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  #1  
Old 03-24-2014, 05:40 PM
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Default Will Bitcoin Revolutionize Finance?

Here's something from a British actuary:

Coining A New Phase
The decentralised virtual currency Bitcoin could revolutionise finance, says UK life insurance actuary Peter McCrudden -
http://www.theactuary.com/features/2...g-a-new-phase/

What say U.S. and Canadian actuaries?
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Old 03-24-2014, 06:26 PM
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It has certainly revolutionized the black market. One of the few ways to buy drugs or assassination targets over the internet. If you pay in an unrecognized currency, was a sale really made? If I pay a prostitute in BTC, did I really pay her?
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Old 03-24-2014, 06:48 PM
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It has certainly revolutionized the black market. One of the few ways to buy drugs or assassination targets over the internet. If you pay in an unrecognized currency, was a sale really made? If I pay a prostitute in BTC, did I really pay her?
That's an interesting point. I am no bitcoin expert by any means, but my understanding is that your bitcoin wallet is very visible and can be accessed online by anyone. Who you paid is another story. I believe you don't have to include any information on the recipient, but if you volunteer that the person you paid is named "Magna Cum Loudly", someone might be able to figure it out.
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Old 03-24-2014, 07:18 PM
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It's visible, but the owner isn't visible. It probably becomes visible if you use it to buy anything on Overstock and they get subpoenaed. I guess you can say that merchandise just arrived at your door even though you didn't purchase it. But in terms of what the law recognizes as payment for services, is it recognized? We'll know more after we find out what sticks to Ross Ulbricht. He got caught for ordering a few hits, but the one where he got caught, he bought in fiat.
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Old 03-24-2014, 08:08 PM
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call me old fashioned if you want, but I'm not interested in a digital, vaporous currency...as far as I'm concerned, if it's tangible; if it's physical; if I can touch it, hold it, and squeeze it; and if I can stand it front of it with an assault rifle and protect, it then it's a real asset...but if I can't do that then it's just an illusion, as Mt. Gox customers will attest to
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Old 03-24-2014, 08:17 PM
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...as far as I'm concerned, if it's tangible; if it's physical; if I can touch it, hold it, and squeeze it
Understood. But that's what a lot of people said about music when MP3 was invented. They wanted CD's and vinyl that they could touch and hold, not digital files they can download. But last year, digital downloads surpassed CD sales. It seems as if we are now in that brave new world!
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Old 03-25-2014, 09:12 AM
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Understood. But that's what a lot of people said about music when MP3 was invented. They wanted CD's and vinyl that they could touch and hold, not digital files they can download. But last year, digital downloads surpassed CD sales. It seems as if we are now in that brave new world!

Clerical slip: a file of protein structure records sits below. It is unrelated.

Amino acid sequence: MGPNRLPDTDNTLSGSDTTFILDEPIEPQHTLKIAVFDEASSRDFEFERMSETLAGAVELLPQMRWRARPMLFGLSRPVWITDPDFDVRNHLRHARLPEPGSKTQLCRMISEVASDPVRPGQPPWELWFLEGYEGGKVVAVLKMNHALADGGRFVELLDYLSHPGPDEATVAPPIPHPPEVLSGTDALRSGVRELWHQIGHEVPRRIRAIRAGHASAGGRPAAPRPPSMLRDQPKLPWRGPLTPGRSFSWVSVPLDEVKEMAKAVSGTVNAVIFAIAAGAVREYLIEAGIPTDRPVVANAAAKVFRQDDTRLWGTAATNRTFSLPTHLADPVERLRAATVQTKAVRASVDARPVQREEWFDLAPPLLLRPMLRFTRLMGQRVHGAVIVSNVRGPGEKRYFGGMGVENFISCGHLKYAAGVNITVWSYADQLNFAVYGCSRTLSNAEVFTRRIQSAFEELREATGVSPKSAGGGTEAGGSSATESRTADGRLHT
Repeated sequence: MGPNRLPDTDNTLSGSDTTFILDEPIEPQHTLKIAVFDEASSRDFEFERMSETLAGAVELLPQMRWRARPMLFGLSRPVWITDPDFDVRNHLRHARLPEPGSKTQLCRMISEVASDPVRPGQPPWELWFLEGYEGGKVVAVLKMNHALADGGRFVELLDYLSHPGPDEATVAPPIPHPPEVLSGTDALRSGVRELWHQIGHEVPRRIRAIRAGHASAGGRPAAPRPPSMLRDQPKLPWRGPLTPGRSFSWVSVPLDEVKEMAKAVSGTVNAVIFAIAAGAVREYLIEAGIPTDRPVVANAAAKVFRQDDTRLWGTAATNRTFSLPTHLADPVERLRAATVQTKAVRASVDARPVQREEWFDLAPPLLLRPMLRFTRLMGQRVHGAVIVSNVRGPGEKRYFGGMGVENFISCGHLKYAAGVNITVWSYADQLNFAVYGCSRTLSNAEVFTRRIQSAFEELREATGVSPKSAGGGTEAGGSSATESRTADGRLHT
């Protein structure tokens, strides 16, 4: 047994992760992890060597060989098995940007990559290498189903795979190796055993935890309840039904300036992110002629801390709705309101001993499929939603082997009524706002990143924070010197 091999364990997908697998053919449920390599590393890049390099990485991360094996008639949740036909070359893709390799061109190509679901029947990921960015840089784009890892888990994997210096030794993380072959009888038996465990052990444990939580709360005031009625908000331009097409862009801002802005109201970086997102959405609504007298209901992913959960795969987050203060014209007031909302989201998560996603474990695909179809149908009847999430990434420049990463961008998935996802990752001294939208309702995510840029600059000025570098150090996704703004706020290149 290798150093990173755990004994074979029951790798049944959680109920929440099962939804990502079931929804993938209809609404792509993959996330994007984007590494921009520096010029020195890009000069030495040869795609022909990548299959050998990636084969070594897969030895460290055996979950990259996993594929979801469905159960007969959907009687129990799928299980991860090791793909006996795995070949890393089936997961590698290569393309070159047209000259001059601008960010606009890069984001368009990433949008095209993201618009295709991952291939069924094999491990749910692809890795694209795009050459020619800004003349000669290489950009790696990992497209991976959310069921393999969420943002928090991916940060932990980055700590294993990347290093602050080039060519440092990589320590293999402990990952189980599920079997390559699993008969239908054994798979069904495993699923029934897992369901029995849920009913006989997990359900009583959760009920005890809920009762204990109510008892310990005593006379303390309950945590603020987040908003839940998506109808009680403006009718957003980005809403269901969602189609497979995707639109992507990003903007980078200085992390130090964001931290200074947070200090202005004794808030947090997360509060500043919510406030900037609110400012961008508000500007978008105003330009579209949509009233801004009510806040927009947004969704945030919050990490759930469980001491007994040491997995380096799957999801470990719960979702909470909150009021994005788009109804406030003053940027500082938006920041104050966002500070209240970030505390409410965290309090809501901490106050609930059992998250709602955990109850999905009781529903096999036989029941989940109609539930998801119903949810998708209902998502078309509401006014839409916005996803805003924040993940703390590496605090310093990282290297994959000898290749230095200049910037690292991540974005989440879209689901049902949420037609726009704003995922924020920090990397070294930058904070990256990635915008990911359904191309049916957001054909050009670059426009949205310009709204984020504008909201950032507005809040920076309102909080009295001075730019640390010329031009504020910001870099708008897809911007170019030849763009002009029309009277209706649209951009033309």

that's a fair point, although unless your downloads only exist in the "cloud" aren't they physical in the sense that they exist as a file that you can store on a computer, burn to a disk, etc?
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Old 03-25-2014, 01:24 PM
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that's a fair point, although unless your downloads only exist in the "cloud" aren't they physical in the sense that they exist as a file that you can store on a computer, burn to a disk, etc?
Yes, that is true that the MP3 files exist on your hard drive or in the cloud, and you "own" them. However, a lot of people these days listen to streamed music. In that case, they are listening to the same music as they could have by popping in a CD, but they don't "own" anything. Do they enjoy the music any less because they don't own it? Some vinyl die-hards would say yes, that vinyl gives a more complete musical experience. What I am saying is that cash will be around for a long time to come; but perhaps we should start thinking about the reality of digital currency, and get prepared for the future.
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Old 03-25-2014, 04:25 PM
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that's a fair point, although unless your downloads only exist in the "cloud" aren't they physical in the sense that they exist as a file that you can store on a computer, burn to a disk, etc?
Bitcoins are basically encrypted keys that sit in files on your hard drive too.
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Old 04-20-2015, 01:44 PM
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Originally Posted by Freebird View Post
Understood. But that's what a lot of people said about music when MP3 was invented. They wanted CD's and vinyl that they could touch and hold, not digital files they can download. But last year, digital downloads surpassed CD sales. It seems as if we are now in that brave new world!
it took THAT long?

wow
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